In April, Secondaries Investor reported that PAI Partners, one of Europe’s largest private equity firms, was to restructure its 2008-vintage Fund V. Working with Evercore, the firm gave LPs the opportunity to sell to secondaries buyers or roll into a continuation vehicle containing two companies, including jewel in the crown Froneri, the world’s third largest ice cream maker.
AlpInvest Partners, HarbourVest Partners and Goldman Sachs Asset Management all led on the €2 billion deal, committing €300 million each, alongside 45 other investors. Exiting investors received 7x on their stake in Froneri, Secondaries Investor understands.
2 Norinchukin Bank’s sale of a $5 billion portfolio
In March, regulation compelled Japanese cooperative Norinchukin Bank to sell $5 billion-worth of private market stakes, the largest ever LP stake sale. The bank worked with Greenhill to offload the portfolio, which contained around 100 fund stakes, 75 percent of which was unfunded, Secondaries Investor reported. Ardian underwrote the whole lot, suggesting the firm’s latest fund ASF VIII, which when closed will be one of the largest ever private equity funds, will have no trouble putting its $12 billion war chest to work.
3 Manulife’s $1.7 billion portfolio sale and spin-out
In August, Manulife used the secondaries market to open itself up to third-party investors. Canada’s largest insurance company sold a $1.7 billion private equity portfolio off its balance sheet into a vehicle managed by the Manulife Private Capital team and backed by AlpInvest, which underwrote and syndicated the deal. The quality of the portfolio was noteworthy: 50 US mid-market private equity funds from managers such as Thoma Bravo, Apollo Global Management, Clayton, Dubilier & Rice and Audax. Campbell Lutyens advised on the deal.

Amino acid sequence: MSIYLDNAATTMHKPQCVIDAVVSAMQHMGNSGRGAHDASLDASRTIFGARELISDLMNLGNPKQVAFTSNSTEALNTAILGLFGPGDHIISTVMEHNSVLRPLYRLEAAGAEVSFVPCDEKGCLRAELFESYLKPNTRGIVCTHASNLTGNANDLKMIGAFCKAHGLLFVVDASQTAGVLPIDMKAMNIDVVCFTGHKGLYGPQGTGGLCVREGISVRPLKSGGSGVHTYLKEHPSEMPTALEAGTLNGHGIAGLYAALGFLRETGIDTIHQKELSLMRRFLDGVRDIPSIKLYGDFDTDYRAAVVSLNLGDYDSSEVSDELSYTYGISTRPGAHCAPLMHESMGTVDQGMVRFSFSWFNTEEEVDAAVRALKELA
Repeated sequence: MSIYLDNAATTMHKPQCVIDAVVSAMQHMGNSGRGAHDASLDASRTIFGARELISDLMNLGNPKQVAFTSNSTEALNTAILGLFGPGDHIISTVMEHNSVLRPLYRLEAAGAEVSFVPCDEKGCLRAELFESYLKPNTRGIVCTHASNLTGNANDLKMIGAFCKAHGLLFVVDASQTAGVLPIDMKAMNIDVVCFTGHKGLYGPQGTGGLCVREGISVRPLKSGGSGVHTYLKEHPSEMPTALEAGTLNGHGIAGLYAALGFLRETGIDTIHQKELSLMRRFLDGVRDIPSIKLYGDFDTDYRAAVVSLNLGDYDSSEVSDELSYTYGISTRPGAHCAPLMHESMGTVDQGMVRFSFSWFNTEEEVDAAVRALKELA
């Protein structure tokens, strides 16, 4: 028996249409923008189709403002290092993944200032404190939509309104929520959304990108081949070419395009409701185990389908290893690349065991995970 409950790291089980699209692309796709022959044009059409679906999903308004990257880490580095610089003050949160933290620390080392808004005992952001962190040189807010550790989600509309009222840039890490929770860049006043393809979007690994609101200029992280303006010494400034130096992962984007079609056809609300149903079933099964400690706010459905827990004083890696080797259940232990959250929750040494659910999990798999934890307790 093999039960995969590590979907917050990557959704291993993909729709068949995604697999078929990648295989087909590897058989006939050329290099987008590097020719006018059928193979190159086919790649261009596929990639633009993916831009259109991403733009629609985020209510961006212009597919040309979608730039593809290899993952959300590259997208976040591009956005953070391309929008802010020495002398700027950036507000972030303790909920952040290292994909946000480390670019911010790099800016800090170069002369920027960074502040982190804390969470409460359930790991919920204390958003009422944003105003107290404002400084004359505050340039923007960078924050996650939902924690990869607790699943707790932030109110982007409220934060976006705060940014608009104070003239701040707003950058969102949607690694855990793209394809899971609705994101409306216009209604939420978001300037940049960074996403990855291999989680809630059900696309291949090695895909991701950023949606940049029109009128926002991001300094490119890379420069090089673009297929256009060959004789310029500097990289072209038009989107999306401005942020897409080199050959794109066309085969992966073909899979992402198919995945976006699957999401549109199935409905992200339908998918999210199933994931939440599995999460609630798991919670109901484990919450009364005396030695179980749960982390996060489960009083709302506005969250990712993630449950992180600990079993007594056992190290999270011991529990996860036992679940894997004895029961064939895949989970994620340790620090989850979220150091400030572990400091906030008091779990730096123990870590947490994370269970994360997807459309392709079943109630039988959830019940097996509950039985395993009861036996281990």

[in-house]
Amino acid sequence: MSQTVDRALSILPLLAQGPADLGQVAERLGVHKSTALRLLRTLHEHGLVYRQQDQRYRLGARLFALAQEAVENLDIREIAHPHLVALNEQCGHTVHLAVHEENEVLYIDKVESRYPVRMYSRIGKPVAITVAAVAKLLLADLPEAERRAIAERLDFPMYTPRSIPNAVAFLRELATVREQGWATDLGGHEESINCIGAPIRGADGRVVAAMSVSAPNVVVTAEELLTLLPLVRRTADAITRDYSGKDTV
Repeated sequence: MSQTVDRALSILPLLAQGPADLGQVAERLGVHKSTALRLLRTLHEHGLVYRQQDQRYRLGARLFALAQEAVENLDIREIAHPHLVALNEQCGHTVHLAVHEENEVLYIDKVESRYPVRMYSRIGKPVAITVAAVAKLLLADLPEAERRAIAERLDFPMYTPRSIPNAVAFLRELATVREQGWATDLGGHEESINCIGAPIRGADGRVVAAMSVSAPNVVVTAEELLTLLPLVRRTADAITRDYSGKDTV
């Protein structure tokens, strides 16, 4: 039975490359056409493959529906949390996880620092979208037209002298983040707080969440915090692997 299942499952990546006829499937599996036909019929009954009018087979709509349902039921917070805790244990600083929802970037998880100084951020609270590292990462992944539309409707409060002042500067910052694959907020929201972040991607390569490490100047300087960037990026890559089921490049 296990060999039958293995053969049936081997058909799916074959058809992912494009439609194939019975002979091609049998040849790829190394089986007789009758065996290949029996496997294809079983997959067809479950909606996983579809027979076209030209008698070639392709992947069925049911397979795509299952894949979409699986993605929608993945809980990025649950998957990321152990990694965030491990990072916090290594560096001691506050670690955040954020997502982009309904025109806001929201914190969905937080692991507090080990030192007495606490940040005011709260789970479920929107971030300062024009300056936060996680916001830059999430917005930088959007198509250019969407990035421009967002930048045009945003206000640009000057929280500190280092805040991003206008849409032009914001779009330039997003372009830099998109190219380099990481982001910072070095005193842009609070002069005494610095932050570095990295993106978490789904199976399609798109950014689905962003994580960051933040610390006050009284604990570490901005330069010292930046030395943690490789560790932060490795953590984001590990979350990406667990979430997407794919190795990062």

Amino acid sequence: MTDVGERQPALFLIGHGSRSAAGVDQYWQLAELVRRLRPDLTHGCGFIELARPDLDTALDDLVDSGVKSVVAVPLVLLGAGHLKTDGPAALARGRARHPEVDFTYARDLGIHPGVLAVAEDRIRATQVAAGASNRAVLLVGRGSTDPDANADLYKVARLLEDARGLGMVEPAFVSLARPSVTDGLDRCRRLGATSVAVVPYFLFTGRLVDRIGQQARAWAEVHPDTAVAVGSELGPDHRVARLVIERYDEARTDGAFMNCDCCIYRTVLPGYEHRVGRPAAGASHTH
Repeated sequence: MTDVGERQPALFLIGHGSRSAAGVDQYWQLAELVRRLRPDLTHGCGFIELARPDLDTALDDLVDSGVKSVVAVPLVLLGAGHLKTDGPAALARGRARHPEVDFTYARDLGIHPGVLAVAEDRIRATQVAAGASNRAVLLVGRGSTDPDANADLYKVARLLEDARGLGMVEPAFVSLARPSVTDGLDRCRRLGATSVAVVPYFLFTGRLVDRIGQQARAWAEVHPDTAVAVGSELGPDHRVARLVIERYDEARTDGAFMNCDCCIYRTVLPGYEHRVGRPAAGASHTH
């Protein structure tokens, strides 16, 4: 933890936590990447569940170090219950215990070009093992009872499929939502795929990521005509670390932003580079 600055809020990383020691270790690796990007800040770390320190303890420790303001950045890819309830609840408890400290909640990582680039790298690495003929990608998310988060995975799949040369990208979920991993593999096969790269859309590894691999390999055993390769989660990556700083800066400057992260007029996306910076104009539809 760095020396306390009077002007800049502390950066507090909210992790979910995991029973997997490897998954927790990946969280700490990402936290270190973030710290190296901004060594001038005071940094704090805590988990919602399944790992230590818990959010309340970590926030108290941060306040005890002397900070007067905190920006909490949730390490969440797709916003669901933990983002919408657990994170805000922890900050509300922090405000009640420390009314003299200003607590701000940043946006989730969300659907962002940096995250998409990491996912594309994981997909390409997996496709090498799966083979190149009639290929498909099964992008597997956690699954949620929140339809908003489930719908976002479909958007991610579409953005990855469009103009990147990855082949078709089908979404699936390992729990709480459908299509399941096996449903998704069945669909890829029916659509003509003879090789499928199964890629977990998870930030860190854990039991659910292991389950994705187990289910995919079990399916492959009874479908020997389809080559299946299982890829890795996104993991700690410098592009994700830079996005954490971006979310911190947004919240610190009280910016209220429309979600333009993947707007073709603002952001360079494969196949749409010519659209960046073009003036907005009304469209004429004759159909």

4 Warburg Pincus’s $1 billion single-asset restructuring
In May, Secondaries Investor reported that Warburg Pincus was to carry out one of the largest ever single-asset restructurings. The New York-headquartered buyout firm, working with Lazard, lifted portfolio company Allied Universal out of its 2012-vintage fund and placed it into a $1 billion separate vehicle backed by a group of more than 20 investors led by AlpInvest. Although such deals tend to be reserved for funds near the end of their lives, Warburg only acquired the security services provider, one of the fund’s top-performing assets, in 2016.
5 Insight Partners’ $1.5 billion restructuring
In a deal first reported by sister title Buyouts, tech investor Insight Partners took more than 30 companies from seven different funds and transferred them into a $1.5 billion continuation vehicle. HarbourVest Partners and Coller Capital led the deal, with Hamilton Lane and Partners Group among the other backers. Insight received $150 million in additional capital to help develop the portfolio. The Lazard-advised deal was notable for its size, structural complexity and quality of the assets involved.